What Zimbabwe and the developing world can learn from China

Tawanda Moyo Avatar

I have been reading Demystifying the Chinese Economy by Justin Yifu  Lin which details how China from 1979 onwards achieved rapid economic growth.

Now Yifu Lin is a respected professor of Economics and a former Senior Vice President and Chief Economist of the World Bank so he knows a thing or two about these things.

Prof Yifu Lin points out that for a very long period of history China was a global leader, until the industrial revolution when Western countries rapidly developed leaving China behind. It was only after the ascension of Mao and the Communist party in 1949 that the Chinese started thinking about restoring their leadership on the global stage.

However this was not an easy task and despite producing nuclear weapons and a formidable army, some structural shortcomings and flaws of the Mao regime meant China was still one of the poorest countries in the world in 1979, with a per capita income of $210. In comparison, Zimbabwe’s GDP per capita was $736 in 1979 and $916 in 1980.

This changed in 1978 when Deng Xiaoping came to power after the death of Mao. In the Communist Party’s 3rd Plenary Session of the Central Committee held that year,  the Chinese changed their fate by ushering in reforms.

Deng in 1980 made a target,  that by 2000 China should have quadrupled its 1980 GDP,  which required a growth rate of 7.2% every year,  a figure generally thought by economists to be impossible to achieve long term except after a war or natural disaster.

It turns out Deng Xiaoping was modest in his demands,  because China achieved an average annual growth rate of 9.9% from 1979 to 2009 (it has slowed down a bit since). By 2009 the Chinese GDP per capita stood at $3744 (Zimbabwe’s meanwhile had fallen to $594).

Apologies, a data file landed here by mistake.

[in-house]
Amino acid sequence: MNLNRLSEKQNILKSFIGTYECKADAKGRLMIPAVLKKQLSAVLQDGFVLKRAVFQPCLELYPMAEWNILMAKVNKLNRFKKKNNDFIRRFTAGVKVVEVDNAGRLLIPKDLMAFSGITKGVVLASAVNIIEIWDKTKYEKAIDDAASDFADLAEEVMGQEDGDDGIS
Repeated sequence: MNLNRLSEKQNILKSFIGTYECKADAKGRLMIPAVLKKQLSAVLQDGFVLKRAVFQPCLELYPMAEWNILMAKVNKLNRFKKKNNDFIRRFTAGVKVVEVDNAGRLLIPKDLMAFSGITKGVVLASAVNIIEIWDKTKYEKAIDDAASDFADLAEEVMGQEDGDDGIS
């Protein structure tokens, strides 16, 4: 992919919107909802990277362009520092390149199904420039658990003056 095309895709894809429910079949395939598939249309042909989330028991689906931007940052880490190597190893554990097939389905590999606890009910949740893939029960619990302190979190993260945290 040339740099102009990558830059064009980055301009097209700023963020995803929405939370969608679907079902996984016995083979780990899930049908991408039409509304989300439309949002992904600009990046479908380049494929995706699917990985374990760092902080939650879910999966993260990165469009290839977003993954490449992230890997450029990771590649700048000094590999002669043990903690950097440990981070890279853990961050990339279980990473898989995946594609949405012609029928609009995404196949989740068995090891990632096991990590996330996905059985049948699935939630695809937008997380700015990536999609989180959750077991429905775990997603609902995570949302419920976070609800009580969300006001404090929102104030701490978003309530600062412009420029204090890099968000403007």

The Chinese, in 30 years, went from being broke and unable to feed themselves to making modern gadgets, (I use a Chinese made phone,  Xiaomi), having reserves in excess of $3 trillion and lifting an incredible 600 million people from poverty.

I think this book contains important lessons for other developing countries like Zimbabwe. The first being that a leadership with vision is a prerequisite for development. We need our economic Deng.

Secondly developing countries can exploit what economists term “the latecomer advantage”, which allows developing countries to develop much faster than developed ones using importation, integration and  imitation. This allows us to quickly develop technologically without spending as much in R&D while also avoiding the mistakes done by the early implementers.  For example you’d think we would go straight to optical fiber networks and skips ADSL in telecommunications.

But because each country is different solutions should not be imported wholesale,  they must be tailored to suit that country’s unique social,  political and historical circumstances.

Indeed,  Yifu Lin warns in the preface that, “… the opportunities and challenges facing  developed countries differ from those of developing countries,” hence “when attempting to adopt theories from developed countries to guide their policies,  developing countries may be at loss about which one to pick. Even if they select one,  the theory may not suit their conditions.”

The responsibility, then, is on the scholars and intellectuals of the developing countries who by their positions are uniquely situated to understand the history,  culture and realities of their countries and should use that knowledge to formulate a system capable of transforming their countries.

Importantly, Yifu Lin says, the intellectuals of the developing world “should thus deepen the understanding of their countries in all aspects including in political, economic and other social dimensions.”  Only then can they create a practical economic framework that addresses the unique opportunities and challenges of modernizing their countries.

Which brings me to my point. Actually this is all I initially meant to say, that our intellectuals, our scholars, do not seem prepared to take up this important task.

Where are our intellectuals? Do they really understand – in a non-partisan manner-  our history, our culture? Can they come up with practical ideas of sustainable long term growth?

Tawanda Moyo blogs on tawandamoyo.co.zw


  1. Imi Vanhu Musadaro

    MIght just be me, but I think you only really mentioned one lesson to be learnt. The article starts of as a history piece, mentions “the latecomer advantage” lesson, then ends as book review.

  2. Sagitarr